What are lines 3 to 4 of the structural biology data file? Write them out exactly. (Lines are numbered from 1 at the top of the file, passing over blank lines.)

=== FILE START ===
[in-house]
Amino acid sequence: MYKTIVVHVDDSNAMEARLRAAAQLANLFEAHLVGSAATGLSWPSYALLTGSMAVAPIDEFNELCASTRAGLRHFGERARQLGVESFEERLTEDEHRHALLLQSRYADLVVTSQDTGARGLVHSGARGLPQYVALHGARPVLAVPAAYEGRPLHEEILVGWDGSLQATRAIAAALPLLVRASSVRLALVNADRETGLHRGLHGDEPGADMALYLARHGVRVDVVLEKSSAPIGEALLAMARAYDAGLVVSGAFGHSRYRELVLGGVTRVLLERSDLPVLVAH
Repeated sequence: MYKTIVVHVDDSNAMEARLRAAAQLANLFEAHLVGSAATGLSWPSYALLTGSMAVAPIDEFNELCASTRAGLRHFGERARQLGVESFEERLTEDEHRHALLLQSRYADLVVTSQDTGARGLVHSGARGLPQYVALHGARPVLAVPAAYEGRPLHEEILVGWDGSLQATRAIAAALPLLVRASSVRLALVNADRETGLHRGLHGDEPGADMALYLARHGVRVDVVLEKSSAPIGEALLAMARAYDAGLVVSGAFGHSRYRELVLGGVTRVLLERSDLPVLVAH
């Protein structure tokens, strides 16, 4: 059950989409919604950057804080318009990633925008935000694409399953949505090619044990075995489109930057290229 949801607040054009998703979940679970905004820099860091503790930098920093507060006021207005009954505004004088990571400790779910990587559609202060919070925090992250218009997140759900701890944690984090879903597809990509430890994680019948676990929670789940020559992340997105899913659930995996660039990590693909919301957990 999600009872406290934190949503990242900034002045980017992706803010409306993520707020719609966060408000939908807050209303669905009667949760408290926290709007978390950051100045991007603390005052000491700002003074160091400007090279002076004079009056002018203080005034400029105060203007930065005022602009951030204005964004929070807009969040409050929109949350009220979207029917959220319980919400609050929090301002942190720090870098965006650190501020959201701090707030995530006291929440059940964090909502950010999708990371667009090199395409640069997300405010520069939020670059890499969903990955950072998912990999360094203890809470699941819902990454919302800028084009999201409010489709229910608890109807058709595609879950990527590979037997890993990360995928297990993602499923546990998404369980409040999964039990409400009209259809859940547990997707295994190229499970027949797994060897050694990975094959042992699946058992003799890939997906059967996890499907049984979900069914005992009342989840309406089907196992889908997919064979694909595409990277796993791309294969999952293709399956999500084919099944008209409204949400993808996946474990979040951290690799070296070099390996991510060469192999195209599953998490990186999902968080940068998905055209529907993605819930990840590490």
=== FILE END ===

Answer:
Repeated sequence: MYKTIVVHVDDSNAMEARLRAAAQLANLFEAHLVGSAATGLSWPSYALLTGSMAVAPIDEFNELCASTRAGLRHFGERARQLGVESFEERLTEDEHRHALLLQSRYADLVVTSQDTGARGLVHSGARGLPQYVALHGARPVLAVPAAYEGRPLHEEILVGWDGSLQATRAIAAALPLLVRASSVRLALVNADRETGLHRGLHGDEPGADMALYLARHGVRVDVVLEKSSAPIGEALLAMARAYDAGLVVSGAFGHSRYRELVLGGVTRVLLERSDLPVLVAH
């Protein structure tokens, strides 16, 4: 059950989409919604950057804080318009990633925008935000694409399953949505090619044990075995489109930057290229 949801607040054009998703979940679970905004820099860091503790930098920093507060006021207005009954505004004088990571400790779910990587559609202060919070925090992250218009997140759900701890944690984090879903597809990509430890994680019948676990929670789940020559992340997105899913659930995996660039990590693909919301957990 999600009872406290934190949503990242900034002045980017992706803010409306993520707020719609966060408000939908807050209303669905009667949760408290926290709007978390950051100045991007603390005052000491700002003074160091400007090279002076004079009056002018203080005034400029105060203007930065005022602009951030204005964004929070807009969040409050929109949350009220979207029917959220319980919400609050929090301002942190720090870098965006650190501020959201701090707030995530006291929440059940964090909502950010999708990371667009090199395409640069997300405010520069939020670059890499969903990955950072998912990999360094203890809470699941819902990454919302800028084009999201409010489709229910608890109807058709595609879950990527590979037997890993990360995928297990993602499923546990998404369980409040999964039990409400009209259809859940547990997707295994190229499970027949797994060897050694990975094959042992699946058992003799890939997906059967996890499907049984979900069914005992009342989840309406089907196992889908997919064979694909595409990277796993791309294969999952293709399956999500084919099944008209409204949400993808996946474990979040951290690799070296070099390996991510060469192999195209599953998490990186999902968080940068998905055209529907993605819930990840590490």